1. The problem statement, all variables and given/known data What is the value of 1 + 2 + 3 +...+ (p-1)(mod p)? 2. Relevant equations p = 0 (mod p) p-1 = -1 (mod p) 1 + 2 + 3 + ...+n = n(n+1)/2 3. The attempt at a solution I know 1 + 2 + 3 +...+ (p-1) = (p-1)(p)/2 I worked the problem, but i don't know if i am correct: work: i am looking for a b s.t. b = (p-1)(p)/2 (mod p) or 2b = (p-1)(p) ( mod p) we know (p-1) = -1 (mod p) so : (p-1)p = -p (mod p) this implies : 2b = -p(mod p) ,also we know p = 0 (mod p) so b =0 (mod p) So the answer is 1 + 2 + 3 +...+ (p-1) = 0 (mod p)
I get different answers depending on whether p is even or odd. For example, if p = 6, 1 + 2 + 3 + 4 + 5 ##\equiv## 3 (mod 6). If p = 5, 1 + 2 + 3 + 4 ##\equiv## 0 (mod 5).
Well, you have the right idea by writting [tex]1+2+\cdots+(p-1) = \frac{(p-1)p}{2}[/tex] But then you sort of take the long route to the eventual answer. When you have this: [tex]1 + \cdots + (p-1) = \frac{(p-1)p}{2}[/tex] just note that [itex]p-1[/itex] is even so that [itex](p-1)/2[/itex] is an integer. Thus, the sum is divisible by [itex]p[/itex] and so the answer is [itex]0[/itex]. But, yes, your answer is correct. EDIT: As Mark mentioned, you'll have to do a special case for 2. In fact, this happens a lot in Number Theory.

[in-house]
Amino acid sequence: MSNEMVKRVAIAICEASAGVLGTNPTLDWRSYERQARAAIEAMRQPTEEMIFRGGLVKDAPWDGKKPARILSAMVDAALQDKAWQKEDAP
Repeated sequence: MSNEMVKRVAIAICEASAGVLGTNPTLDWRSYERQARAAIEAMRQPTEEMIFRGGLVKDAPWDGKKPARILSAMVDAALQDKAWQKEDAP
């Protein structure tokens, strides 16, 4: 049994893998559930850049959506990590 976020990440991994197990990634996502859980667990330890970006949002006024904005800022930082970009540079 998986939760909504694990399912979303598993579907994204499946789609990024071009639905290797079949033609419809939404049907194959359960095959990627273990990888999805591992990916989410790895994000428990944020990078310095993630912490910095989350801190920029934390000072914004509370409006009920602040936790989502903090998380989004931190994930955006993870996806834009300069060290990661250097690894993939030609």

I see. So if p=2 then I know the sum is : 1 + 1 = 2, which is congruent to 0 mod 2 as well. Thank you both for you help!